unique-bibles-for-teensAnything in the blogosphere worth reading is also worth stealing, comments and all.  But imagine the idea of you being named the general editor of this collection of sixty-plus books.  First, here’s how Abraham Piper* blogged it this morning at 22 Words:

How Would The Bible Be Different If You Had Been Its Editor?

I sometimes wonder what it means that everyone, even those who love Scripture most, would’ve reworded parts if they’d been in charge.

It’s almost an unaskable question, just like ‘unaskable’ is almost a word!  But here’s some of the better comments, hijacked from 22 Words and being detained here for eternity, or until A.P. writes and tells me to knock it off, whichever comes first.

  • I think I would have tried to do the book of Leviticus in twenty-two words…
  • There would be pictures
  • Oh. that’s just not a good idea for me to even think about doing. No. No way.
  • It would get stopped and restarted many times, and probably never get finished
  • The mystery would be gone. We might not have to trust God as fully, because we would (think) we understood what he was up to…
  • Song of Songs would be a LOT more clear and helpful for newlyweds …IF you know what I mean…
  • I would’ve added chapter markings right away so some guy in the 13th century wouldn’t do such a poor job of it.

*Yes, he is related.  Isn’t that rather obvious?   Piper Palin is named after him.   No, wait a minute…  it’s in my notes here somewhere…

Post your comments at 22 Words (use link above) so they can join the chorus with other readers.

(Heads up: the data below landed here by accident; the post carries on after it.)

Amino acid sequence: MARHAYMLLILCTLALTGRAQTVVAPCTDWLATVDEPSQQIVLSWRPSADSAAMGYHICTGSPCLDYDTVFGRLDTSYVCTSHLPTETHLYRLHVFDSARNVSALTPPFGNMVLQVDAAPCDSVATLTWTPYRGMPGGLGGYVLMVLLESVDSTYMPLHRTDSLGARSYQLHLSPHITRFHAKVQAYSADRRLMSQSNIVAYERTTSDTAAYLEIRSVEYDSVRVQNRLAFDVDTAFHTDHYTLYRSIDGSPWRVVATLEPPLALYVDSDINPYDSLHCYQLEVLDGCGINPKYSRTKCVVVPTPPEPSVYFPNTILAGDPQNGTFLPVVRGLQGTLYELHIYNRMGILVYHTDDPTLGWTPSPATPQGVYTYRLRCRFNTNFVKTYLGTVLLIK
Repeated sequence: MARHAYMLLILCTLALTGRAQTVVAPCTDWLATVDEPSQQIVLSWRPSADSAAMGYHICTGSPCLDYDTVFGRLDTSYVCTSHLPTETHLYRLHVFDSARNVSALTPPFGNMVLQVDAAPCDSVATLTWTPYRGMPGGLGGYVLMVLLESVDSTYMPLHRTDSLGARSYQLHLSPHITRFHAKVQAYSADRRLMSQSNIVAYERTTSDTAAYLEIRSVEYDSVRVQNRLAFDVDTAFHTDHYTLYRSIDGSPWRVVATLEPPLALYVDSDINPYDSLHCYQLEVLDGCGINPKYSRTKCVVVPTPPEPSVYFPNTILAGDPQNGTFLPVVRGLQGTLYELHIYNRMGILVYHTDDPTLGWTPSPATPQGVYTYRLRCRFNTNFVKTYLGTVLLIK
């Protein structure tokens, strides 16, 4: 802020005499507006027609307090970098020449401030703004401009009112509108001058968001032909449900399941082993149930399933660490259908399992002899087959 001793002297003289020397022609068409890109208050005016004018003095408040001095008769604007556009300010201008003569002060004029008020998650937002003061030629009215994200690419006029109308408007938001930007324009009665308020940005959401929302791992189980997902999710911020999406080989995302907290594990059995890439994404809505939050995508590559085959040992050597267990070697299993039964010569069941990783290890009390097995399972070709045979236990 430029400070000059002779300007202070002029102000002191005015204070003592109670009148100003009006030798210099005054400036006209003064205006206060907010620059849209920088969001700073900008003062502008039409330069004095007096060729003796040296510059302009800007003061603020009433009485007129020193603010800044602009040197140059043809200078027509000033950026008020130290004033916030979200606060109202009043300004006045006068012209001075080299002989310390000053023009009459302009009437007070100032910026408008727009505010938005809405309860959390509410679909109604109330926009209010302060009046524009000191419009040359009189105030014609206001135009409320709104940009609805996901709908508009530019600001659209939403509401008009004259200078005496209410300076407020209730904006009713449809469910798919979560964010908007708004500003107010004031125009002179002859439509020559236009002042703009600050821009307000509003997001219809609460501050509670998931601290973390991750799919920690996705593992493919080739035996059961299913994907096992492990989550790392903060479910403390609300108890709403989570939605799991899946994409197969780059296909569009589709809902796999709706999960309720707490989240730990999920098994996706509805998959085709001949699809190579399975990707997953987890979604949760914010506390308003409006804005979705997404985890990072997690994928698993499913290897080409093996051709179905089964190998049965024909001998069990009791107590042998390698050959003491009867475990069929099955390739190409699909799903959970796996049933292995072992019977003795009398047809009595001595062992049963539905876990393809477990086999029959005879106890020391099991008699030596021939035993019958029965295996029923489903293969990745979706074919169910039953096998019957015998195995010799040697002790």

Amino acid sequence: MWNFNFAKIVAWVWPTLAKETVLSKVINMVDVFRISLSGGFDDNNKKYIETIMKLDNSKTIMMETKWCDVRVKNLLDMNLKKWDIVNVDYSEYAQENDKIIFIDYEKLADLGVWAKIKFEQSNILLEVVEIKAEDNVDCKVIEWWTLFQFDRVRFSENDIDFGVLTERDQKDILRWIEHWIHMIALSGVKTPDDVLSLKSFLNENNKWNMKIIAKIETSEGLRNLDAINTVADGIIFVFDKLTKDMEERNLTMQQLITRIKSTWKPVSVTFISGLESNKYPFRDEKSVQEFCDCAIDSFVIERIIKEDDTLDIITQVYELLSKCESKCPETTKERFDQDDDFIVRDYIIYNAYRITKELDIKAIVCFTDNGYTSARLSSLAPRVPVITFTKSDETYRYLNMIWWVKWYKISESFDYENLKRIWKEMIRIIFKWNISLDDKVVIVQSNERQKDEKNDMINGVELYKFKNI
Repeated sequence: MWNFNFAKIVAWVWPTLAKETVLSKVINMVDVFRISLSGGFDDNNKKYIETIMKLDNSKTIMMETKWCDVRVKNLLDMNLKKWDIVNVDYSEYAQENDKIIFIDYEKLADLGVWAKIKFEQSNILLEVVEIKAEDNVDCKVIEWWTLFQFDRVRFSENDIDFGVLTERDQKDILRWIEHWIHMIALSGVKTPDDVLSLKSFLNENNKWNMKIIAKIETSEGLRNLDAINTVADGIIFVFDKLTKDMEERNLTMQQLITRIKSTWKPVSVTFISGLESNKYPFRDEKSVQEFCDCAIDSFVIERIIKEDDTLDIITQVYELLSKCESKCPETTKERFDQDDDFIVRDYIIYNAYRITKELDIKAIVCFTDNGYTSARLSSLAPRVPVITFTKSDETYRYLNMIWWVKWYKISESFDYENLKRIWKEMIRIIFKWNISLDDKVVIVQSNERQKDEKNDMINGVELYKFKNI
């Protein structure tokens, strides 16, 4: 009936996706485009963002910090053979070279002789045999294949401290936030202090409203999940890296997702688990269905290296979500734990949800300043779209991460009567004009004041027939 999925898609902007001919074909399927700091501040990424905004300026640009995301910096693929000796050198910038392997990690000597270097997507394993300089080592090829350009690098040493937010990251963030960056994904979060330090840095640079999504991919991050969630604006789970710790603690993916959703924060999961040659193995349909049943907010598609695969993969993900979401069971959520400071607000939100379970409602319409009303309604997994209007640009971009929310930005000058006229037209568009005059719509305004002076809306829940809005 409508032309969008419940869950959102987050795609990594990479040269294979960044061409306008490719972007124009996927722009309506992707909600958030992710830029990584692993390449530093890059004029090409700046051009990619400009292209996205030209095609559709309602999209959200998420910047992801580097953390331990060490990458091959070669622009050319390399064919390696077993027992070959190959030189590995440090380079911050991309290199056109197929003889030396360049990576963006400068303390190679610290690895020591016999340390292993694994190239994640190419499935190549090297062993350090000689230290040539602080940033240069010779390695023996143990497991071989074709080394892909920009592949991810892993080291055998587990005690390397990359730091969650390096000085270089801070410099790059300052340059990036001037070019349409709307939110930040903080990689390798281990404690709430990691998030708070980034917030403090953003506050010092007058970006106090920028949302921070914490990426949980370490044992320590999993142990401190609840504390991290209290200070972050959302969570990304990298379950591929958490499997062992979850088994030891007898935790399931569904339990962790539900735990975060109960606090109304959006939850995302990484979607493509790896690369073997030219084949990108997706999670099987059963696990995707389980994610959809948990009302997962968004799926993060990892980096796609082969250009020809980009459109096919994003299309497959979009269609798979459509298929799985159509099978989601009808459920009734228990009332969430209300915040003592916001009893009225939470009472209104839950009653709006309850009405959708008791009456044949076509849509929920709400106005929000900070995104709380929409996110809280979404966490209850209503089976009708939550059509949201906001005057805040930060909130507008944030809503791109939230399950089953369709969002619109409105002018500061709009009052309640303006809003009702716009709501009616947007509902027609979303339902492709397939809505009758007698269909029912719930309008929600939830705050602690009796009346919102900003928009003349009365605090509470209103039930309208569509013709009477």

December 16, 2008

If I Only Had Time To Read One Blog Tomorrow…

Filed under: blogging, Christianity, Faith, issues — Tags: , , — paulthinkingoutloud @ 9:32 pm

…it would be this one.


If the purpose of a blog is to make one think, then Abraham Piper (yes, he’s related) would get my award.   How does he do it?   Brevity.  Concision.   Each post, with a few exceptions, is 22 Words.  (Yes, you can do more with less!)  I’ve enjoyed reading 22 Words for most of this year and though I try to restrain myself, can’t help jumping in frequently. A few times, my comments are off in a totally different direction from what everyone else is saying.   This blog has a huge following, naturally draws a large number of comments, and linking from those comments has several times introduced me to many other bloggers.

You’ll find 22 Words always at the top of my blogroll at right.

(Wanna write with concision?   Pretend you’re placing a classified advertisement and they’re charging you $1.00 per word!)

December 8, 2008

If It Didn’t Sound Like Good News, You Haven’t Heard The Gospel

Filed under: apologetics, bible, Christian, Christianity, missions — Tags: , , , , , , , — paulthinkingoutloud @ 11:46 pm

bruxyBruxy Cavey, pastor of The Meeting House in west Toronto tells the story of preaching at a church on “missing the mark.”  A woman came up to him after quite upset because he didn’t talk about sin.   (The word sin means missing the mark.)  Bruxy, author of The End of Religion says that many of us are emotionally bonded to certain words and phrases

In a similar vein, he tells another story of preaching on the “kingship” of Christ, and another upset listener who says he should have talked about the sovereignty of God.   Sigh!   Can we get the point across without “those” words?

abraham-piperAbraham Piper picked up this theme at his popular 22-Words blog, where he makes this observation:

The Gospel is a storyline that can be almost infinitely retold from any dictionary.

If I believe Gospel-telling requires particular vocabulary or it’s not Gospel, I’ll be stiflingly uncreative in my ability to talk about it.

There’s a number of good replies on this, but I added this one:

If missionary stories like Peace Child have taught us anything, it’s that the search for a “redemptive analogy” is going to involve every possibility, without limits. But first, you have to know the story so deeply in your heart that it lives inside you in a place that is beyond words. Then you use whatever dialect at hand will “connect” with those you find in close proximity.

Photos:  Bruxy Cavey (top) Abraham Piper (lower)

Post title:  lifted from a tract published in the early ’80s by Mylon LeFevre